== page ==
Okay, I’ll come out and say it. I don’t like Advent. I realize that probably makes me a prime candidate for Grinchville, but I just don’t like it. Now I love Christmas. I love the lights and music and celebrations. The cookies, the eggnog, the hot mulled cider. The colors and tinsel and trappings.

What I don’t like is that every December I’m torn between the way our culture celebrates Christmas and the way our Church celebrates Advent. Now in theory, I’m all aboard with Advent—the sense of anticipating, waiting, longing to be culminated in a joyful Christmas Day. However, that’s not what actually happens. Because our culture starts celebrating Christmas the day after Thanksgiving, by Dec. 25, everything is over. In contrast, the Church says Dec. 25 begins the celebration. So when I keep a strict Advent—no decorations, no holiday music, no parties—until Christmas Day, I (and a few stalwarts) are the only ones trying to make merry on December 26th. Everyone else is packing up the holiday and getting ready for the New Year. It makes me feel like I get one day of Christmas and everyone else gets a month.

I know all the arguments about being counterculture and a witness because I’ve used them all. I understand the reason behind the Church’s design and I appreciate it. But feelings and intellect aren’t always in synch and every Advent, I feel a combination of resentment and ostracism, coupled with a dose of foolishness as I play my carols when everyone else is sick of them.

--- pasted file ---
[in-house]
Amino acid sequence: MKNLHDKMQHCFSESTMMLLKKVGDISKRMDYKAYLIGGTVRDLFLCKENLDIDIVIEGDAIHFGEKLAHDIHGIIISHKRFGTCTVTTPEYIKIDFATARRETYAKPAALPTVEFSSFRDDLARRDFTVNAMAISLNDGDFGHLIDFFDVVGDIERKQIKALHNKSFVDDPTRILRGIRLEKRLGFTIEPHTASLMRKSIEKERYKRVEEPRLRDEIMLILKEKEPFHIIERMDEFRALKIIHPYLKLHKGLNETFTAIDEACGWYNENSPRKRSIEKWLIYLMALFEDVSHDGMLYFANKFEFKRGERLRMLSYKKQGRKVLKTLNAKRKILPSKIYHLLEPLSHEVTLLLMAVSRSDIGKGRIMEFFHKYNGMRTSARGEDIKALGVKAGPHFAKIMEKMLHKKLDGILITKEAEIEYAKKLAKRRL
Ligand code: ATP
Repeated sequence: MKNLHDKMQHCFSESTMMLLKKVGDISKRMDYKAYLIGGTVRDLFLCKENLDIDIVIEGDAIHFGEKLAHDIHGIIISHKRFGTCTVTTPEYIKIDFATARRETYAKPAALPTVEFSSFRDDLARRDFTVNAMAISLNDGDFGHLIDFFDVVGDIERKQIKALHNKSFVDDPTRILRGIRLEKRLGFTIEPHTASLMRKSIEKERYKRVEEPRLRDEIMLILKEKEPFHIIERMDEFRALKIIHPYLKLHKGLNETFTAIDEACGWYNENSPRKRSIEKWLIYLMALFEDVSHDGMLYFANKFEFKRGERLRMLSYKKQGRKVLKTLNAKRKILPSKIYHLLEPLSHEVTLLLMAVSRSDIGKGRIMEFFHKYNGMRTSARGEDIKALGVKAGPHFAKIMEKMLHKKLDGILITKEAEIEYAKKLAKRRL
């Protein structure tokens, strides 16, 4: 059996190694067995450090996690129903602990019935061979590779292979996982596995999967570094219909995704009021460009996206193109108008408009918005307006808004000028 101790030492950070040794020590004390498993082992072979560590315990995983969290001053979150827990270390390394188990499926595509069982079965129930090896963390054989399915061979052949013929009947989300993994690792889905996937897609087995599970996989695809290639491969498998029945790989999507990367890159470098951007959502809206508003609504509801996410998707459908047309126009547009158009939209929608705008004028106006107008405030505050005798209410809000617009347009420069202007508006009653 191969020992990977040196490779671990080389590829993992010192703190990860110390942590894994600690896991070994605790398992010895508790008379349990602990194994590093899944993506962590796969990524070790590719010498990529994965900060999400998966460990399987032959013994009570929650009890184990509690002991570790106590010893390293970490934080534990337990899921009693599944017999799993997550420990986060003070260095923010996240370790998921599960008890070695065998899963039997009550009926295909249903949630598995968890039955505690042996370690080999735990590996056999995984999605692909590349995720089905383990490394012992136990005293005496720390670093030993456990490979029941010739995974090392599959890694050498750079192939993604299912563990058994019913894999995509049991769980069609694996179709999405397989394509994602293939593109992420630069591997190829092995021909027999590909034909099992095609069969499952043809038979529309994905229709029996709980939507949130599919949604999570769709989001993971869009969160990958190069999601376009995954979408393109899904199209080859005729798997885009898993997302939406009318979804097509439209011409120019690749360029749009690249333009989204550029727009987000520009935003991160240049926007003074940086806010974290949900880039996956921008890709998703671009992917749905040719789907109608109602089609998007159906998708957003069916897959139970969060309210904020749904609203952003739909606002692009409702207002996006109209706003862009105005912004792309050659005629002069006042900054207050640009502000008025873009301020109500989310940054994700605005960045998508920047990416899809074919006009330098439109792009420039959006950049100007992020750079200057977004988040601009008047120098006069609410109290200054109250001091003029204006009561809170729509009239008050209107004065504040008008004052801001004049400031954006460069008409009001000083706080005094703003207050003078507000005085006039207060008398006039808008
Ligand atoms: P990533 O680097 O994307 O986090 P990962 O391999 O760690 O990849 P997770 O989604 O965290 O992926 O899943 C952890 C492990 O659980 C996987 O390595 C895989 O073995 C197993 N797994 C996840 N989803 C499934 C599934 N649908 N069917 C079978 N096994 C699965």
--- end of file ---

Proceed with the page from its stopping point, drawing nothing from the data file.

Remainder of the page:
I’ll admit I don’t know what to do about it. Do I join the secular side or do I resist and retain the spiritual? Is there some way to combine the two?

I’d like to find out, so this year, I’m going to try something I’ve never done before. I’m going to participate fully in the wreaths and holly and bells and wassail starting when everyone else does—Black Friday, the day after Thanksgiving. However, I am also going to do some kind of organized, pre-meditated penance as befits the season of Advent. Not the strict sort that accompanies Lent, but a gentler, cheerier penance. For instance, I think I will make sure that I participate in our parish’s Christmas food box program, not just by giving a few cans, but by trying to fill as much of a basket as I can. I’m going to try to read the Gospel of Luke from beginning to end because I love Luke’s Nativity narrative and it’s been a long time since I’ve read the entire Gospel. And I am going to try to be as patient as possible with the crabby crowds. In this way, I’m hoping that while I participate in the secular on one level (I think it’s the missing out on the Christmas cookies that really has frustrated me!), I will, at the same time, deepen my anticipation of the real celebration of Christmas—the coming of the Savior.

I’m not sure if it will work. But as part of my ongoing quest to fully integrate my spiritual beliefs with my everyday life, I’m going to give it a try. In the meantime, Happy Adventmas and a Merry Christvent!